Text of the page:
In a regular year, now would be the time for back-to-school sales, moving into dorm rooms or new apartments, and wondering where the summer has gone. 2020 is anything but regular. Back to school shopping is now for masks and students instead are settling into the new normal of online classes and virtual classrooms.

While some schools and universities are approaching a hybrid situation, for the most part classes are going to be online, and we might have to be staring at our screens for a while at least.

As a college student myself (and especially an international student), I am grateful for online classes, but I also admit that online classes are hard. Remote learning asks for a lot of commitment, without really offering much accountability. Zoom fatigue is very real, there’s no casual conversations with your classmates before class starts to lighten up the mood, and let’s face it, studying from home is an enticing trap to most. Not to mention that not everyone has an ideal home environment for remote learning.

But as your self appointed virtual assistant – insert my best Siri impression – let me tell you some of my tips for successful remote learning. I am sure you have already heard about making a routine and taking a break from multiple articles and TikToks already, so here are some tips that no one’s telling you about; five specific ideas that have helped me with my classes:

1. Have cheat days

What is a routine if you don’t cheat it once in a while? It’s important to have a set routine, definitely, but it’s absolutely necessary to take breaks. Have a day to take a break from all your classes, set up Netflix watch parties with friends – virtually, of course – and treat yourself after an assignment or exam.

Yes, listen to those popular advice that tell you to wake up in time and go to sleep at a designated time, but is a college student a college student if they aren’t sleep deprived? It’s great to have a schedule, but it’s important to check if it’s practical, and if it’s not working, switch things up! Lessen your load – drop that class without feeling guilty about it – and mix up the activities you do in a single day.

2. Have a comfortable study space

Have a study space, yes. And make sure your study space is not your bed, yes. But a study space is no good if you have back pain from sitting in an uncomfortable chair for hours.

Make your study space pleasant and comfortable. Have a comfy chair, try to have pictures of your friends and favorite pre-pandemic activities, even places you’d like to visit after all of this is over. Have a blanket nearby, throw in a pillow for your back, make sure to stretch once in a while, and set up your space somewhere with ample light – if not, get a cute lamp! – and air. Next to a window? Perfect.

Unfortunately, not everyone has the privilege to be able to have the ideal space and we understand that. So even if it’s your kitchen table, your porch, or your basement, what matters is making the space yours. If you can, keep switching up your spaces too, as much as social distancing allows. Try to go outside and pick a spot where you can study without being in contact with too many people.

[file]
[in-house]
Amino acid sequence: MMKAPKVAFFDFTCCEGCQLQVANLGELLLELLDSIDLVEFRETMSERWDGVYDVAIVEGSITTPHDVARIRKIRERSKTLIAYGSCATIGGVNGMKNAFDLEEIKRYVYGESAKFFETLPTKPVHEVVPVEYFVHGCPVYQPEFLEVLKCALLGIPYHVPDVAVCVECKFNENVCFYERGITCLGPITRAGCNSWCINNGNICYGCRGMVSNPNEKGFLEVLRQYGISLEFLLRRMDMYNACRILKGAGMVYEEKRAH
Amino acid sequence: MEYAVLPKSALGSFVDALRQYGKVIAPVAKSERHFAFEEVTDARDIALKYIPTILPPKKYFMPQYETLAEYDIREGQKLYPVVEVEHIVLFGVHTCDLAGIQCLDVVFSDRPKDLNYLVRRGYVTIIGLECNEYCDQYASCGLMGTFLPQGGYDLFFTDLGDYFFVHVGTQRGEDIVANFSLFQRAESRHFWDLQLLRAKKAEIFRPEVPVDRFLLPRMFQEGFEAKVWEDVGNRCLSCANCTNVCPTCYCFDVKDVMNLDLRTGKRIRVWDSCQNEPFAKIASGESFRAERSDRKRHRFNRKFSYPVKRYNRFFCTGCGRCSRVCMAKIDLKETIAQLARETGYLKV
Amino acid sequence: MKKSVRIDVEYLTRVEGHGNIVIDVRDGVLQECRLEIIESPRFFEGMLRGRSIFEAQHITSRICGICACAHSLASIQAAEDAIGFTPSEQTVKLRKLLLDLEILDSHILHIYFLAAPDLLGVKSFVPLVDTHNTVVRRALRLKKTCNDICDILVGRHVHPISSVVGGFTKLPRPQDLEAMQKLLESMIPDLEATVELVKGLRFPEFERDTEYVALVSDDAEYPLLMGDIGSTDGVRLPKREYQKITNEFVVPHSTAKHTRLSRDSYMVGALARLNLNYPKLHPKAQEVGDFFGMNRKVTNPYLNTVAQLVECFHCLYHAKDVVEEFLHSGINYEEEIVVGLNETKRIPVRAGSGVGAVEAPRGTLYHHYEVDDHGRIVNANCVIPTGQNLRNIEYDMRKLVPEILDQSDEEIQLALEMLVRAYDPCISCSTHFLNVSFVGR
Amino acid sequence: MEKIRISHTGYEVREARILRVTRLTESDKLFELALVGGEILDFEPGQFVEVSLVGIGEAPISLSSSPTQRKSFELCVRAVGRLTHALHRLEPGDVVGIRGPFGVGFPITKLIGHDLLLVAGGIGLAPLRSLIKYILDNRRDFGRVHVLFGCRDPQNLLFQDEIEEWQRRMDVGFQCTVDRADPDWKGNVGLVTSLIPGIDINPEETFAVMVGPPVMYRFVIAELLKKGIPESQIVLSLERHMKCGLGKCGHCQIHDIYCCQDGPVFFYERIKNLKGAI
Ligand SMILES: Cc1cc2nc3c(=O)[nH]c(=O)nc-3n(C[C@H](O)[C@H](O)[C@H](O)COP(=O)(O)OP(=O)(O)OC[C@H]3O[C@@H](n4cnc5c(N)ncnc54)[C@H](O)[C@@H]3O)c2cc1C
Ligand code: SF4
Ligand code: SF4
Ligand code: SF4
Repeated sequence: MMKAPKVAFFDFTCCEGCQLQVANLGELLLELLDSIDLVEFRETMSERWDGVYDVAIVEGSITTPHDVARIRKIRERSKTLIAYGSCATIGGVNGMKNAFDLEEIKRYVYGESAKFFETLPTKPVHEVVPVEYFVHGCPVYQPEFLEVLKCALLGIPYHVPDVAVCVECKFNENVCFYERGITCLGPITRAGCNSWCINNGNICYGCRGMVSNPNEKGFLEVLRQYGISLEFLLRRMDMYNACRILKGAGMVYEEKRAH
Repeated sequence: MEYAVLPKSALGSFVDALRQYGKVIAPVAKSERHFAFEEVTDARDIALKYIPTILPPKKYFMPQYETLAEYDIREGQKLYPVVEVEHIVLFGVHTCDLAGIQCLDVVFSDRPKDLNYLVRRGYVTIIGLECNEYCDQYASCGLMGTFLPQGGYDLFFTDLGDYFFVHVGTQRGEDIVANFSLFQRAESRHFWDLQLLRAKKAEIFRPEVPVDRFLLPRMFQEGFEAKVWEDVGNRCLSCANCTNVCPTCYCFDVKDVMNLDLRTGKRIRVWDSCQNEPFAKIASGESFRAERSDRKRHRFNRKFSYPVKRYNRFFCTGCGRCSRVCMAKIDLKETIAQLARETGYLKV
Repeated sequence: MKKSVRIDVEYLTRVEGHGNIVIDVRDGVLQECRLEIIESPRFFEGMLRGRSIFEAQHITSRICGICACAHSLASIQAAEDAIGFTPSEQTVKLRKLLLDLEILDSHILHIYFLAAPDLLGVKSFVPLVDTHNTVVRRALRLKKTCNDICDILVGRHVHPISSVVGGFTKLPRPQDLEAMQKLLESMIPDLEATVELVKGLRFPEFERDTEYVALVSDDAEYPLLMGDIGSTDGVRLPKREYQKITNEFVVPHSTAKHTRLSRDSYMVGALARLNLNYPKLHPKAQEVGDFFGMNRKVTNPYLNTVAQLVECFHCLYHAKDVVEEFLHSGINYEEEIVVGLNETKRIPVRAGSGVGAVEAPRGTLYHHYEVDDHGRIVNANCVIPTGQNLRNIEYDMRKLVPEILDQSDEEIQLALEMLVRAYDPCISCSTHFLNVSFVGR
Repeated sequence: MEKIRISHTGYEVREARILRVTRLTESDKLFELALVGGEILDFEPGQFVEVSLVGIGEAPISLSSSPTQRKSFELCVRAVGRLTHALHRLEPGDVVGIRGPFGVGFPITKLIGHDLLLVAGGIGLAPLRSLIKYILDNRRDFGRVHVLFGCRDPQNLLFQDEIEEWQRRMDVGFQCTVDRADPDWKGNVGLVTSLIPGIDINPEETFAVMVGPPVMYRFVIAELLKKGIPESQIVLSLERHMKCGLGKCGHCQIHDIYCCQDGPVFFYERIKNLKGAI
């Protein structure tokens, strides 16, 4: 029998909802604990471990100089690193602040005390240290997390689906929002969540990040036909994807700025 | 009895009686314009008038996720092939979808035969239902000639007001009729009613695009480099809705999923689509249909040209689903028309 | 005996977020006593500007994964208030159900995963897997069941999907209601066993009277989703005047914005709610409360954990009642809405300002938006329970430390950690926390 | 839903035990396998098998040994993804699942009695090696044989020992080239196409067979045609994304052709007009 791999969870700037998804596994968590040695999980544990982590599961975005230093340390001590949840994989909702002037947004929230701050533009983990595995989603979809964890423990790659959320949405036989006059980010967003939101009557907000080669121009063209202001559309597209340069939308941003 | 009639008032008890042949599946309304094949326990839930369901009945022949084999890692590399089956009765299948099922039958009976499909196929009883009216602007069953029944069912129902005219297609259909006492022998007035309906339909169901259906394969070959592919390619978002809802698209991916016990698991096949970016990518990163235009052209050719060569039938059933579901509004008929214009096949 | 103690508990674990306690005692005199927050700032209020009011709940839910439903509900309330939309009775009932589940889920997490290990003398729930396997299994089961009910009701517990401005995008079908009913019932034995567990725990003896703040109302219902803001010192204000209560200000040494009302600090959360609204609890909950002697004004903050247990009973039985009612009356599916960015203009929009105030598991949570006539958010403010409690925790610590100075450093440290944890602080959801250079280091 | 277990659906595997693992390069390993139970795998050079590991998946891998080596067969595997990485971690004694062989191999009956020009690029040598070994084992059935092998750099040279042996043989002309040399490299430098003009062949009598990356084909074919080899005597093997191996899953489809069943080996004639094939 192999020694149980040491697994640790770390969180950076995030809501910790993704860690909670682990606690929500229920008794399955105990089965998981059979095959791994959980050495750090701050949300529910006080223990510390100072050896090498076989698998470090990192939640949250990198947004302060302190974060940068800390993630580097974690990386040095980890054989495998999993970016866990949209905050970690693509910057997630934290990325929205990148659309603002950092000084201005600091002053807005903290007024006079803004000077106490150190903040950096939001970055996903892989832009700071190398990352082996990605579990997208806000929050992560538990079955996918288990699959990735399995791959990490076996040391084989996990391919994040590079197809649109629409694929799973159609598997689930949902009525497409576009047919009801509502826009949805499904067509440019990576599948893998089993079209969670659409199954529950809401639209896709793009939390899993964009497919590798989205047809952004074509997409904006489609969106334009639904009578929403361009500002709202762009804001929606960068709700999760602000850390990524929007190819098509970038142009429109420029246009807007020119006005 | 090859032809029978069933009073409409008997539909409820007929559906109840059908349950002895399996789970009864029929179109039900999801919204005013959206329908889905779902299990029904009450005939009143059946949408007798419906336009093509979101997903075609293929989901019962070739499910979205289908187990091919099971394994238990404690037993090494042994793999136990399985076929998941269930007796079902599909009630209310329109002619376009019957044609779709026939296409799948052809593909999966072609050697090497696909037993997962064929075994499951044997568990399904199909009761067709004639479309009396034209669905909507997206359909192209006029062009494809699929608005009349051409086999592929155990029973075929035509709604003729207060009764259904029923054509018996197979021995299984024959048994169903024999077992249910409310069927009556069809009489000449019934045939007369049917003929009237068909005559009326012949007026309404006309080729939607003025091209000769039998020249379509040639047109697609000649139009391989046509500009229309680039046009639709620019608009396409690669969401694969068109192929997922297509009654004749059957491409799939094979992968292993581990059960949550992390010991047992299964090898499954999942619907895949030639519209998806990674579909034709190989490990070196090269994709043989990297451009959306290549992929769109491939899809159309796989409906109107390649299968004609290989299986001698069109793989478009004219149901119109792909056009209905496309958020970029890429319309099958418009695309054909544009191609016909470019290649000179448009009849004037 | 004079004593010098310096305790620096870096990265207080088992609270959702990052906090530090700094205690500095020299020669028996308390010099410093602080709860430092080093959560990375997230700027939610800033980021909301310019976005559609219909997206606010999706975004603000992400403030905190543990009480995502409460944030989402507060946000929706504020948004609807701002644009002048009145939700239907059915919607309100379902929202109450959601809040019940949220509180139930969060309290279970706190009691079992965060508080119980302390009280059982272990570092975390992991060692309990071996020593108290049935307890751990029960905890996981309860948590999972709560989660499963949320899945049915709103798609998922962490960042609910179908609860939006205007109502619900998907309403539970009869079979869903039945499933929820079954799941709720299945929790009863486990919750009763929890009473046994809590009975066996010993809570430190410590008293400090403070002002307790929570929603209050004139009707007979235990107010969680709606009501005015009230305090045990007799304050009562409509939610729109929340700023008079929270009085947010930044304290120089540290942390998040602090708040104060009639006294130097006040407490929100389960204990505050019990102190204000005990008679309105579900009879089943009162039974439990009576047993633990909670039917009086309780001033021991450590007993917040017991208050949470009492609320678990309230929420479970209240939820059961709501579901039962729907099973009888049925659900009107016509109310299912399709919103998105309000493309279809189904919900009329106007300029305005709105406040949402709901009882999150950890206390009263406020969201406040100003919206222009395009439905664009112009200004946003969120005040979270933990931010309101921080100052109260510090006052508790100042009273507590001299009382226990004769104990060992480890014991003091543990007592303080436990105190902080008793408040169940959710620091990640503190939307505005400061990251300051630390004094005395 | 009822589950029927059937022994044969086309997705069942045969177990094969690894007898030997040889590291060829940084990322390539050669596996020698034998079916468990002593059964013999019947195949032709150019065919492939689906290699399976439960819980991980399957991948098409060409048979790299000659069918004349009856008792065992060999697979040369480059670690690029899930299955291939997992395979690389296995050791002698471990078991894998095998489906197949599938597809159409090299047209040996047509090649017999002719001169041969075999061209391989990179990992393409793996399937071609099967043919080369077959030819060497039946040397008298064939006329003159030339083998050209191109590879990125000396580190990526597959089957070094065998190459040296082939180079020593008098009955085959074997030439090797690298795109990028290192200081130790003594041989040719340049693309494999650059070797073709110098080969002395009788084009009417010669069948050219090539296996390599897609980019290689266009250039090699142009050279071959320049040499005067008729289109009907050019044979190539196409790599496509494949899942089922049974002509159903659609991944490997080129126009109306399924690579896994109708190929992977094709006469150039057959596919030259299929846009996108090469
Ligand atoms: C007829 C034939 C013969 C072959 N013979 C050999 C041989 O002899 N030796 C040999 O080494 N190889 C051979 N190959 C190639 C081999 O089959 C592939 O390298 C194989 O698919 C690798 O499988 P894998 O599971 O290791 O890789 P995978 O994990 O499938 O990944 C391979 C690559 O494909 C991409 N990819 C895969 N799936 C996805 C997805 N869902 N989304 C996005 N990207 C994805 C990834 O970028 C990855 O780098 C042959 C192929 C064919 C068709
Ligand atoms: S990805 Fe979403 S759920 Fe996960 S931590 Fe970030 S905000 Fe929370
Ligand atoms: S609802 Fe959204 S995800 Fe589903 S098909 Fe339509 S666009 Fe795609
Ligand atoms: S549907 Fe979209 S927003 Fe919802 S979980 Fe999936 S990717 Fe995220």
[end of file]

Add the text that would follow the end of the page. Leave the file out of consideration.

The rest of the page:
3. Diversify your tech intake

Your computer is going to be your gateway to the world for a while but not everything has to be done on the same device. If you have the means, try to use a different device to read your coursework. If you can, print your readings and mark them up. Take physical notes (you know what they say about writing things down and retention rates), doodle on them, and write funny comments.

If you can, get physical textbooks, and if you cannot, get audiobooks! Last year I started to purchase audiobook versions of textbooks, and I swear it was life changing. Apps like Audible give you the option to change speed, book mark, or “clip” sections, and some books on Amazon give you the option to both read and listen to it at the same time!

4. Accountability is key

One of the biggest setbacks of online classes is that there’s less pressure on accountability so it’s necessary to set up ways to keep yourself on track.

If you have zoom classes, keep your video on, participate as you would during a regular class. Keep your phone aside, and if you need a little extra help to reign the temptation to check you phone every once in a while, try productivity apps that require you to keep you phone locked for a designated time period. (My go to is FOREST, the app grows a plant when you are productive, and the graphics are so cute).

If you usually study with friends, set up zoom study dates, or share your deadlines so you can keep each other accountable. A planner is a godsend at this time, so use a paper planner or keep track of deadlines through an app or your phone calendar.

5. Ask for help

I’ll repeat once again: online classes are HARD, and your professors know this. Do not hesitate to ask help, whether it’s clarification questions, extension for deadlines, or help with an assignment. Try to reach out to your professor – especially if you don’t know them – and introduce yourself through email or video call and create a relationship so they know you.

Of course don’t unload all your dirty laundry on a teacher, but explain your situation. Chances are they are going to be understanding. Remember that this is an uncertain time for everybody, and you are so brave and smart for even being able to study during the chaotic timeline we are in.

Those are the tips that work for me personally, but hey we all learn differently! In the end, all that matters is that you should practice self care, and be kind to and proud of yourself. This is going to be a strange semester, but you’ve got this, and let’s conquer those online classes from Zoom University together.

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Mishma Nixon

By Mishma Nixon

News and Social Justice Editor